ranking | R Documentation |

A universal ranking algorithm which assigns importance/ranking to data points given a query.

## S4 method for signature 'matrix' ranking(x, y, kernel ="rbfdot", kpar = list(sigma = 1), scale = FALSE, alpha = 0.99, iterations = 600, edgegraph = FALSE, convergence = FALSE ,...) ## S4 method for signature 'kernelMatrix' ranking(x, y, alpha = 0.99, iterations = 600, convergence = FALSE,...) ## S4 method for signature 'list' ranking(x, y, kernel = "stringdot", kpar = list(length = 4, lambda = 0.5), alpha = 0.99, iterations = 600, convergence = FALSE, ...)

`x` |
a matrix containing the data to be ranked, or the kernel matrix of data to be ranked or a list of character vectors |

`y` |
The index of the query point in the data matrix or a vector of length equal to the rows of the data matrix having a one at the index of the query points index and zero at all the other points. |

`kernel` |
the kernel function used in training and predicting. This parameter can be set to any function, of class kernel, which computes a dot product between two vector arguments. kernlab provides the most popular kernel functions which can be used by setting the kernel parameter to the following strings: -
`rbfdot` Radial Basis kernel function "Gaussian" -
`polydot` Polynomial kernel function -
`vanilladot` Linear kernel function -
`tanhdot` Hyperbolic tangent kernel function -
`laplacedot` Laplacian kernel function -
`besseldot` Bessel kernel function -
`anovadot` ANOVA RBF kernel function -
`splinedot` Spline kernel
The kernel parameter can also be set to a user defined function of class kernel by passing the function name as an argument. |

`kpar` |
the list of hyper-parameters (kernel parameters). This is a list which contains the parameters to be used with the kernel function. For valid parameters for existing kernels are : -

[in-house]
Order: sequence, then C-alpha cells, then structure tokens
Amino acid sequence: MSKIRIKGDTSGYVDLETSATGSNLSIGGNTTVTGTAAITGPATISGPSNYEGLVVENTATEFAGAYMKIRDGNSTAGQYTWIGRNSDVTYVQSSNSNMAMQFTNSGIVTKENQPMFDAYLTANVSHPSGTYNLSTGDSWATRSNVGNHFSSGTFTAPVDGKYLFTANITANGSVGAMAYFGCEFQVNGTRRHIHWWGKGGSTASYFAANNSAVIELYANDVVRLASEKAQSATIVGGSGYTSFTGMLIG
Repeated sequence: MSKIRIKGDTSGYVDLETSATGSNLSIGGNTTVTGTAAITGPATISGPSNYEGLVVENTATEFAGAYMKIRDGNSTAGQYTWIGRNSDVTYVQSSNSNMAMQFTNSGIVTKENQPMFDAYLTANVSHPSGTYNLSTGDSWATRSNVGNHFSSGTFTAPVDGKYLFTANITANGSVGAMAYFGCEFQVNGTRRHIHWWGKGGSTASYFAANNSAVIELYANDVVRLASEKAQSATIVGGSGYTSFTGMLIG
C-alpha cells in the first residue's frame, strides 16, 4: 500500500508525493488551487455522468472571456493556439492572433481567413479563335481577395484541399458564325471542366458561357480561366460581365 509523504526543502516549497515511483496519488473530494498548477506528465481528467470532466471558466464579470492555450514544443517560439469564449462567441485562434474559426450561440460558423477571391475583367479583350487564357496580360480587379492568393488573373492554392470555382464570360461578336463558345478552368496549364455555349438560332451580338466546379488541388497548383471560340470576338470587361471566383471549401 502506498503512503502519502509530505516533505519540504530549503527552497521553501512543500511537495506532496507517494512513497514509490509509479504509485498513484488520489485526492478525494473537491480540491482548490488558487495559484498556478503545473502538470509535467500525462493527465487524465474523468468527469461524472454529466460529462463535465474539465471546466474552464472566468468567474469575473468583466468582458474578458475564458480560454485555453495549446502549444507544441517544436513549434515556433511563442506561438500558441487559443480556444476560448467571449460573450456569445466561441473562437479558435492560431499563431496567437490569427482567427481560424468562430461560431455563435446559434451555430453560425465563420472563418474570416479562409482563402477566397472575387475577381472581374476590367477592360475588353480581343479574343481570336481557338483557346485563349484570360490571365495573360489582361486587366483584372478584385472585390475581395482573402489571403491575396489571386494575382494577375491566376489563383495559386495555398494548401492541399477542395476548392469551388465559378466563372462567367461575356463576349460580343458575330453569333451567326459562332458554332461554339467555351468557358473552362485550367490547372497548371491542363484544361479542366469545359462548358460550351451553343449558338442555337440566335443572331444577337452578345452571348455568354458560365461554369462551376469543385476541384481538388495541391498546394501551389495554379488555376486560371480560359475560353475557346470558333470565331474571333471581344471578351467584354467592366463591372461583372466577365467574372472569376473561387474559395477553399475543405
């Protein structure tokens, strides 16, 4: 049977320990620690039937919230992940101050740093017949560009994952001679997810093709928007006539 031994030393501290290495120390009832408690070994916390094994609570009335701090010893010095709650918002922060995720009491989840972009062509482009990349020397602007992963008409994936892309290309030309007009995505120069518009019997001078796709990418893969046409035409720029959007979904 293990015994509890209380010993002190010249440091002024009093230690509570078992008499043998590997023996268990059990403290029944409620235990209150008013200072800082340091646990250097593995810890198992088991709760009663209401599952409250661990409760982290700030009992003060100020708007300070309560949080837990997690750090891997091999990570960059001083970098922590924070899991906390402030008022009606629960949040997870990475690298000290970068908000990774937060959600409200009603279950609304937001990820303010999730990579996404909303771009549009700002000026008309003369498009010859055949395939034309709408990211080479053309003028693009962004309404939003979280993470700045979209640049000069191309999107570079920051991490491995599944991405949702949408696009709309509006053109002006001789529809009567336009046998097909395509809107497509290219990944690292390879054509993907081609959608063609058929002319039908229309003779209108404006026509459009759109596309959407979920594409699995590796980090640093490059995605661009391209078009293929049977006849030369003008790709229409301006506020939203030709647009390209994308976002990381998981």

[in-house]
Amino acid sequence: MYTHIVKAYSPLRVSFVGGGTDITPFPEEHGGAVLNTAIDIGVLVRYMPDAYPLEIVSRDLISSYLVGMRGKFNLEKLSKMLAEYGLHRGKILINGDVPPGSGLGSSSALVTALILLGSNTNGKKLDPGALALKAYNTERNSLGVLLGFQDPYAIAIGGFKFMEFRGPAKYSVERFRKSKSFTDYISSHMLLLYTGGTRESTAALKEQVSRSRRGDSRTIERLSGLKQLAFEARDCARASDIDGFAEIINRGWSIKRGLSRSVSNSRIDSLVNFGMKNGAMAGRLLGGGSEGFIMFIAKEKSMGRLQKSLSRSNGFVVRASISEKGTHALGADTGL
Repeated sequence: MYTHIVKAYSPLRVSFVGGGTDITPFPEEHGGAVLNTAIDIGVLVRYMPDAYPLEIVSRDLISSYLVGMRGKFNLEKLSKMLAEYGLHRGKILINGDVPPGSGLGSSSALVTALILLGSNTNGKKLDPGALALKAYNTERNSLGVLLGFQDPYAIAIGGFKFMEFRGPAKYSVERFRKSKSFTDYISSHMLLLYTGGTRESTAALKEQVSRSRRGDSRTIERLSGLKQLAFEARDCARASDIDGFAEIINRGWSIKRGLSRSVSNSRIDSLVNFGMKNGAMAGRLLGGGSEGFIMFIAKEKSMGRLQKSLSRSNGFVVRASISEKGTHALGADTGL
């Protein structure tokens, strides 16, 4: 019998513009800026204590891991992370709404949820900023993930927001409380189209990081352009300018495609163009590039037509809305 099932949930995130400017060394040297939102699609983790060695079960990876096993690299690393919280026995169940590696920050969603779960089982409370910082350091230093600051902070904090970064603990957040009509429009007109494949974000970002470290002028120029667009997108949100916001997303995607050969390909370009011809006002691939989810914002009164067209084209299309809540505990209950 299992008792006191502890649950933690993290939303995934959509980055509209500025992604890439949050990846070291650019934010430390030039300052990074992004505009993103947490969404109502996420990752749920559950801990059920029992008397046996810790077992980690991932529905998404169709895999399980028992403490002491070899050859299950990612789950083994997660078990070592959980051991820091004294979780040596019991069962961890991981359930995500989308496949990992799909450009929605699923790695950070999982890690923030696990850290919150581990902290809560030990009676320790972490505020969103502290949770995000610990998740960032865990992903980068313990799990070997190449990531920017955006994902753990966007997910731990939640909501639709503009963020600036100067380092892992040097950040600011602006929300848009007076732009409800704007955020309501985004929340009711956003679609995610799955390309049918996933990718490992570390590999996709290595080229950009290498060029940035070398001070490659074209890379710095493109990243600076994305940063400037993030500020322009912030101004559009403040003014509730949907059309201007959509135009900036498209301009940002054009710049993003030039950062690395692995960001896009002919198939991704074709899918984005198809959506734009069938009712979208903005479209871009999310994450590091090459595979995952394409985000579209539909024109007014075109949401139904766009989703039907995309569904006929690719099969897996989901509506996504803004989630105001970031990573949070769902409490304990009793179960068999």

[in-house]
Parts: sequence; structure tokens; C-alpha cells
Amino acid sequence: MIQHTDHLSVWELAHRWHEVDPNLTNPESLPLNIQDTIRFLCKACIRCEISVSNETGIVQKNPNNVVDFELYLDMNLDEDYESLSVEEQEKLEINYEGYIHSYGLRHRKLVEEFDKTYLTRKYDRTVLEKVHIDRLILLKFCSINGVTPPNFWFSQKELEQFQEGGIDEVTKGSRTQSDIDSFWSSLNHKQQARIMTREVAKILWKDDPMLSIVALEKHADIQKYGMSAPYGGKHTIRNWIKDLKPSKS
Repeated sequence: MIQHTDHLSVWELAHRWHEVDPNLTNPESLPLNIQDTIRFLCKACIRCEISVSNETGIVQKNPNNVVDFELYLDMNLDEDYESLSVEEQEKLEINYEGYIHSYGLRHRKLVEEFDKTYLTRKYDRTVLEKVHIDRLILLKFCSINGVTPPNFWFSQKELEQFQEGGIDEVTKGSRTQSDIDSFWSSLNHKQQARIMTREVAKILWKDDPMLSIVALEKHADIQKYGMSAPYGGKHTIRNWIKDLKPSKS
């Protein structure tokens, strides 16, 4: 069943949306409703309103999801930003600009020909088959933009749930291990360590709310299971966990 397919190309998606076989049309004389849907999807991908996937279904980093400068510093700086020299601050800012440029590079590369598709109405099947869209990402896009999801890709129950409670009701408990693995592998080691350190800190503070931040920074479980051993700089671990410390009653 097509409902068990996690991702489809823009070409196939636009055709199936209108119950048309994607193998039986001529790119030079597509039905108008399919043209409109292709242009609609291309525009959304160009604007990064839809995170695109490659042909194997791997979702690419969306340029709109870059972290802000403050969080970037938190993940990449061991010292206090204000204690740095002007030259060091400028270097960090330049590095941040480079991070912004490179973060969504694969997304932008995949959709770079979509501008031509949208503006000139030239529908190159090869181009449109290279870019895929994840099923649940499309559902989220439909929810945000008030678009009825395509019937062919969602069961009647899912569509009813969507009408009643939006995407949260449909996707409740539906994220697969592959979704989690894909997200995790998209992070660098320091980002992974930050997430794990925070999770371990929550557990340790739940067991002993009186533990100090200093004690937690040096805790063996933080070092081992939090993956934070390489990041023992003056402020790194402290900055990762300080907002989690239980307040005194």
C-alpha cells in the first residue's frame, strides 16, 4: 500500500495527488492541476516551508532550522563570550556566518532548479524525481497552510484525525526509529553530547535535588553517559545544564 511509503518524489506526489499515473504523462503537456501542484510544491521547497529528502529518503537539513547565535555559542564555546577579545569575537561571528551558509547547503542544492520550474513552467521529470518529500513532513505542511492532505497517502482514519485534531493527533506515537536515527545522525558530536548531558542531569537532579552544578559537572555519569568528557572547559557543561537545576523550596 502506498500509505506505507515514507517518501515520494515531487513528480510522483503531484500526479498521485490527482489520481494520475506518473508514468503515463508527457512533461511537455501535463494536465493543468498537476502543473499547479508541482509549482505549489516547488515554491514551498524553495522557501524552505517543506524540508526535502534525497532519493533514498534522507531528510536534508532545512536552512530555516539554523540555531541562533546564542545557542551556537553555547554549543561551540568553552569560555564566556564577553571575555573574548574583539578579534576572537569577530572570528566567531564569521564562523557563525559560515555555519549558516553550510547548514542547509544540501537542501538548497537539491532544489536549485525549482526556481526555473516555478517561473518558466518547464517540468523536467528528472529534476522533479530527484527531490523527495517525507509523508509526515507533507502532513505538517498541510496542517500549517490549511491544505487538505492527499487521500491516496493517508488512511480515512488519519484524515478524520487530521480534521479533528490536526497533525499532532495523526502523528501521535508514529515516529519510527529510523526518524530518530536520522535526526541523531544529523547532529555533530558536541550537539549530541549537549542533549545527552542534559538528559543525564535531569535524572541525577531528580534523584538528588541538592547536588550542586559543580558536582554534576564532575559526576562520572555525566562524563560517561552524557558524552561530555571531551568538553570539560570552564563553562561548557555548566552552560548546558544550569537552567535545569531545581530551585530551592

`sigma` inverse kernel width for the Radial Basis kernel function "rbfdot" and the Laplacian kernel "laplacedot". -
`degree, scale, offset` for the Polynomial kernel "polydot" -
`scale, offset` for the Hyperbolic tangent kernel function "tanhdot" -
`sigma, order, degree` for the Bessel kernel "besseldot". -
`sigma, degree` for the ANOVA kernel "anovadot".
Hyper-parameters for user defined kernels can be passed through the kpar parameter as well. |

`scale` |
If TRUE the data matrix columns are scaled to zero mean and unit variance. |

`alpha` |
The |

`iterations` |
Maximum number of iterations |

`edgegraph` |
Construct edgegraph (only supported with the RBF kernel) |

`convergence` |
Include convergence matrix in results |

`...` |
Additional arguments |

A simple universal ranking algorithm which exploits the intrinsic global geometric structure of the data. In many real world applications this should be superior to a local method in which the data are simply ranked by pairwise Euclidean distances. Firstly a weighted network is defined on the data and an authoritative score is assigned to each query. The query points act as source nodes that continually pump their authoritative scores to the remaining points via the weighted network and the remaining points further spread the scores they received to their neighbors. This spreading process is repeated until convergence and the points are ranked according to their score at the end of the iterations.

An S4 object of class `ranking`

which extends the `matrix`

class.
The first column of the returned matrix contains the original index of
the points in the data matrix the second column contains the final
score received by each point and the third column the ranking of the point.
The object contains the following slots :

`edgegraph` |
Containing the edgegraph of the data points. |

`convergence` |
Containing the convergence matrix |

Alexandros Karatzoglou

alexandros.karatzoglou@ci.tuwien.ac.at

D. Zhou, J. Weston, A. Gretton, O. Bousquet, B. Schoelkopf

*Ranking on Data Manifolds*

Advances in Neural Information Processing Systems 16.

MIT Press Cambridge Mass. 2004

https://papers.neurips.cc/paper/2447-ranking-on-data-manifolds.pdf

`ranking-class`

, `specc`

data(spirals) ## create data from spirals ran <- spirals[rowSums(abs(spirals) < 0.55) == 2,] ## rank points according to similarity to the most upper left point ranked <- ranking(ran, 54, kernel = "rbfdot", kpar = list(sigma = 100), edgegraph = TRUE) ranked[54, 2] <- max(ranked[-54, 2]) c<-1:86 op <- par(mfrow = c(1, 2),pty="s") plot(ran) plot(ran, cex=c[ranked[,3]]/40)

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